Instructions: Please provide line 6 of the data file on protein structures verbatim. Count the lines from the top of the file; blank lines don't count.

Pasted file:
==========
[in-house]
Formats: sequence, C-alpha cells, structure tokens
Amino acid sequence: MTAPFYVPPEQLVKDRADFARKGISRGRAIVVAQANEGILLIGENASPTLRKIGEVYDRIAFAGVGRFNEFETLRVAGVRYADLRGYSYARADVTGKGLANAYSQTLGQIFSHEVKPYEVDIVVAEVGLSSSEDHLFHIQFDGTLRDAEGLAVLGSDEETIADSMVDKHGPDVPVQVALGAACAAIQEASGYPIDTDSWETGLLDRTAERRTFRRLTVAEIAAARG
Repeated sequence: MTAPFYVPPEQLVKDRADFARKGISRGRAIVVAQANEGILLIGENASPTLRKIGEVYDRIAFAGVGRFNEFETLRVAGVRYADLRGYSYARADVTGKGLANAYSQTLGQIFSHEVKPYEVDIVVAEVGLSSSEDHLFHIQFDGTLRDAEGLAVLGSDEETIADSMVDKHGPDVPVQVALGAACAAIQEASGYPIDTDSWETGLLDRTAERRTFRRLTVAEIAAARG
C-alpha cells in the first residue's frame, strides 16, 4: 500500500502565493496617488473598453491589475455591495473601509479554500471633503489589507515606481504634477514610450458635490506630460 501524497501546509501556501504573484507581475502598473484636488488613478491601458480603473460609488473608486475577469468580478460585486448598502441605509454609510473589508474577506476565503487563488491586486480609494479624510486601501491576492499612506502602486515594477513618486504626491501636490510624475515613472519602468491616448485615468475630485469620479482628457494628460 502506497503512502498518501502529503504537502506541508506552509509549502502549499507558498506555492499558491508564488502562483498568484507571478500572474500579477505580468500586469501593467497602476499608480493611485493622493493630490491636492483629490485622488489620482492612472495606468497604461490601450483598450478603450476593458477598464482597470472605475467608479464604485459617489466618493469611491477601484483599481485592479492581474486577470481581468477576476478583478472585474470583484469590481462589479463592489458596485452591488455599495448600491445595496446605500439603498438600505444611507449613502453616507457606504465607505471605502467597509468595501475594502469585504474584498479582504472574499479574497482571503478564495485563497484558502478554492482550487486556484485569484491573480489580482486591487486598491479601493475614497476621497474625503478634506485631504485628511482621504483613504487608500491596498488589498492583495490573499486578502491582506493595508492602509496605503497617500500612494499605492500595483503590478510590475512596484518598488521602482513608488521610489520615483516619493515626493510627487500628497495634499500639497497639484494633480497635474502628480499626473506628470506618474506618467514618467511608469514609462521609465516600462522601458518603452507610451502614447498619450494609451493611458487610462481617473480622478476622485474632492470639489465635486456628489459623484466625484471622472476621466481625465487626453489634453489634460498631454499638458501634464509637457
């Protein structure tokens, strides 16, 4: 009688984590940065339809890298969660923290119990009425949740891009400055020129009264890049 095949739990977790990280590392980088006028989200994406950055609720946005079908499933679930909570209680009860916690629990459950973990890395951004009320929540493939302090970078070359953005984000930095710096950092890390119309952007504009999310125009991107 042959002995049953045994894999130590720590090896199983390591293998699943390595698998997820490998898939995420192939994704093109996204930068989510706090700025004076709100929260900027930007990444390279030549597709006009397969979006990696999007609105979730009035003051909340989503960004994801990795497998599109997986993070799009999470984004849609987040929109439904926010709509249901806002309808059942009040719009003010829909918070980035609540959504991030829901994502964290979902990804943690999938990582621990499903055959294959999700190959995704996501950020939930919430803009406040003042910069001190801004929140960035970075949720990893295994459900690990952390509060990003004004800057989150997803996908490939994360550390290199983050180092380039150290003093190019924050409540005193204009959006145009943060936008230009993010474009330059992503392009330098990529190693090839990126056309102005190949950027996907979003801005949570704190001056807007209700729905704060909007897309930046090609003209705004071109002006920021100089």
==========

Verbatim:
């Protein structure tokens, strides 16, 4: 009688984590940065339809890298969660923290119990009425949740891009400055020129009264890049 095949739990977790990280590392980088006028989200994406950055609720946005079908499933679930909570209680009860916690629990459950973990890395951004009320929540493939302090970078070359953005984000930095710096950092890390119309952007504009999310125009991107 042959002995049953045994894999130590720590090896199983390591293998699943390595698998997820490998898939995420192939994704093109996204930068989510706090700025004076709100929260900027930007990444390279030549597709006009397969979006990696999007609105979730009035003051909340989503960004994801990795497998599109997986993070799009999470984004849609987040929109439904926010709509249901806002309808059942009040719009003010829909918070980035609540959504991030829901994502964290979902990804943690999938990582621990499903055959294959999700190959995704996501950020939930919430803009406040003042910069001190801004929140960035970075949720990893295994459900690990952390509060990003004004800057989150997803996908490939994360550390290199983050180092380039150290003093190019924050409540005193204009959006145009943060936008230009993010474009330059992503392009330098990529190693090839990126056309102005190949950027996907979003801005949570704190001056807007209700729905704060909007897309930046090609003209705004071109002006920021100089």